Adults who grow up in a low socio-economic environment may be more likely to desire food even when they are not hungry, according to a University of Alberta study, which suggests stressful childhood environments are a precursor for obesity later in life, and challenges the notion that advertising junk food is at the root of the obesity epidemic.
"What we did not know was that stressful conditions experienced during early childhood appear to calibrate the brain to desire high-energy-dense foods throughout one's lifespan," explained Dr Jim Swaffield, a consumer psychology researcher at the Alberta School of Business, who conducted the study with Qi Guo, a researcher from the Faculty of Education. "This research also helps explain why people with lower socio-economic status, who live in chronically stressful conditions, have higher obesity rates."
For the study, ‘Childhood Socioeconomic Status Impacts Adult Food Preference: The Mediating Role of Stress and Trait Appetite’, published in Behavioral Sciences, 311 adults (133 men and 178 women) were shown random images of food items from each of the six major food categories - vegetables, fruits, grains, dairy, meat/poultry, and sweets - and rated how desirable each food item is.
Participants rated each food on a seven-point scale according to the question, "How desirable is this food item to you right now?" with seven being extremely desirable.
The food items were split into two equally sized groups based on caloric content. Foods that contained fewer than 1.49 calories per gram were classified as low-energy-dense foods, and foods with more than 1.5 calories per gram were classified as high-energy-dense foods.
The participants were then asked a series of questions about their early childhood socio-economic conditions and current stress level.
Next, Swaffield and Guo administered a questionnaire to determine whether the participants had a state or trait appetite. State appetite refers to the desire to eat only when one is hungry due to low glucose levels; trait appetite refers to those who desire food even when they are not hungry.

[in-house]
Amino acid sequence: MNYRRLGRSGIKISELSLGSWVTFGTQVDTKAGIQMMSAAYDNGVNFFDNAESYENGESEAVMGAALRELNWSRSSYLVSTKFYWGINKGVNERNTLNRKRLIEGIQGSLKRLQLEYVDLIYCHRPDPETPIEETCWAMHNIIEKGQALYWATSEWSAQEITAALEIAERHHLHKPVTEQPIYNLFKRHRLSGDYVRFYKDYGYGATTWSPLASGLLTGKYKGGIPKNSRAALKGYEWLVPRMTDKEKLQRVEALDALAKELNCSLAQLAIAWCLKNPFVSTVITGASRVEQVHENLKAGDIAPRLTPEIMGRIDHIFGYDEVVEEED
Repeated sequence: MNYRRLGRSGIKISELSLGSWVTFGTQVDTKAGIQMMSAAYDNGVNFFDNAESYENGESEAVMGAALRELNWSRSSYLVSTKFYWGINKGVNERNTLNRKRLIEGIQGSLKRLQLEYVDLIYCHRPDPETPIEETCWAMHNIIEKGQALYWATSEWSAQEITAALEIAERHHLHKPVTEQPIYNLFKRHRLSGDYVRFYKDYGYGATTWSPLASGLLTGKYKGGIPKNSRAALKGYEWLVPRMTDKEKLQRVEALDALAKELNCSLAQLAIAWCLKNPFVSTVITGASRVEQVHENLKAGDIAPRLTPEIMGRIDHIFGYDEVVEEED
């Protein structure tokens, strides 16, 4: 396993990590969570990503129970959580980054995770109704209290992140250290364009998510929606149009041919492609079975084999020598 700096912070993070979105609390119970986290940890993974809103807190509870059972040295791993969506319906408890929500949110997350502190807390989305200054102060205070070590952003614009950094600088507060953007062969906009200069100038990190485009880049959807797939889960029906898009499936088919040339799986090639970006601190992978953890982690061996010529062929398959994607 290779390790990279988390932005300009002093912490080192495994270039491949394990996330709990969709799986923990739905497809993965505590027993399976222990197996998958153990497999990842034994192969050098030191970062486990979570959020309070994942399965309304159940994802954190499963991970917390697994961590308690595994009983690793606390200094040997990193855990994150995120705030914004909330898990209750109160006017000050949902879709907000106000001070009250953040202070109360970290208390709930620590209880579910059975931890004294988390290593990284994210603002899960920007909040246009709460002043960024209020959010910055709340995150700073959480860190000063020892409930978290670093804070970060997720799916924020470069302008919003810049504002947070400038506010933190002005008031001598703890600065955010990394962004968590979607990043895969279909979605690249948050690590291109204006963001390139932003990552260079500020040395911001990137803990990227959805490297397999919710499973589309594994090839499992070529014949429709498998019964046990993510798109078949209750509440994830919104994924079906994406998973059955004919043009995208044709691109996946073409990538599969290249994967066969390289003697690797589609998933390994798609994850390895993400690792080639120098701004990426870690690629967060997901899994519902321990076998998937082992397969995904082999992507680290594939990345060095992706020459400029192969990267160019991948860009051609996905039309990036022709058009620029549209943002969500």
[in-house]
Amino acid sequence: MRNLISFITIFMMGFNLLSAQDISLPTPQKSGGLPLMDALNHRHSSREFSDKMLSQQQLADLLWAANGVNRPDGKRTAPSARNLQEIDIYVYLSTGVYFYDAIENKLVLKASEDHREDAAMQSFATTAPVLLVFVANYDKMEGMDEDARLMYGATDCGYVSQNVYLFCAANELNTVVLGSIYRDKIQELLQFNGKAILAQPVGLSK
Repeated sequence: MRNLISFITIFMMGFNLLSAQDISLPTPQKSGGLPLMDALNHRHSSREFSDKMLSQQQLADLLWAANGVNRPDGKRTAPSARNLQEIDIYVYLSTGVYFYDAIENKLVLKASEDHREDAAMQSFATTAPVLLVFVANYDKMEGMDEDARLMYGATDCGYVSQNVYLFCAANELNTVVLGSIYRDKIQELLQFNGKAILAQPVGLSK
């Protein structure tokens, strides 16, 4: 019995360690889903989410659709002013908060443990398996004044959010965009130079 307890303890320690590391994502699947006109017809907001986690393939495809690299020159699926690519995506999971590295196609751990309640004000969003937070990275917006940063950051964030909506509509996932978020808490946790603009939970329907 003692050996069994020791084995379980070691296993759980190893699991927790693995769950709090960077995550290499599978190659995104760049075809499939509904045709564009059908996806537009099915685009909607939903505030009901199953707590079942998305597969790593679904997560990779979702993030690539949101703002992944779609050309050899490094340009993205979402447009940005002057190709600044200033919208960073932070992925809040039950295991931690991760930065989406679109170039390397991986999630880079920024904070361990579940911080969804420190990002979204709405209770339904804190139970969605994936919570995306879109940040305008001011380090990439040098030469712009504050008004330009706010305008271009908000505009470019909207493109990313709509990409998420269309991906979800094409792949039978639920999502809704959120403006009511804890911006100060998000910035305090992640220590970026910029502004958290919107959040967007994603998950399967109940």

What they discovered was that adults who were raised in harsh socio-economic conditions were very food motivated and more likely to have trait appetite, whereas adults who were raised in safe socio-economic conditions were more likely to have a state appetite.
Moreover, adult participants who lived in a high socio-economic environment during childhood were more likely to desire low-energy-dense foods. In contrast, adults who were raised in a low socio-economic environment during childhood had low desire for low-energy-dense foods.
Swaffield says the dominant theories as to why stress triggers the desire to eat include the insurance hypothesis, which postulates that humans have an instinctive drive to overeat to acquire excess fat stores that would buffer the impact of a future famine.
"It is believed that as environmental conditions become harsh, a sense of resource scarcity is felt which creates a sense of stress," he said. "To reduce stress, humans are driven to acquire and consume excess food. This is a pattern that has also been found in birds, rodents and non-human primates."
Another belief as to why stress can increase the desire for high-energy-dense foods is that stress signals to the body that it needs to prepare for a fight-or-flight response.
"Fighting or fleeing is how one reduces the cause of the stress. To fuel this response, our muscles need to mobilise stored glucose and fats as quickly as possible."
Swaffield adds that stress increases the desire for high-energy-dense foods because energy-dense foods trigger production of the neurotransmitter dopamine, which blunts the stress response and makes the person feel better.
Swaffield and Guo's study comes as pressure mounts to ban advertising of junk food. And though banning junk food ads makes intuitive sense, Swaffield notes there are real-world implications if the correlation between obesity and advertising is spurious.
"If we err in identifying the cause of obesity, we will fail to develop a strategy to remedy this problem, and the number of people who live with these conditions will continue to grow."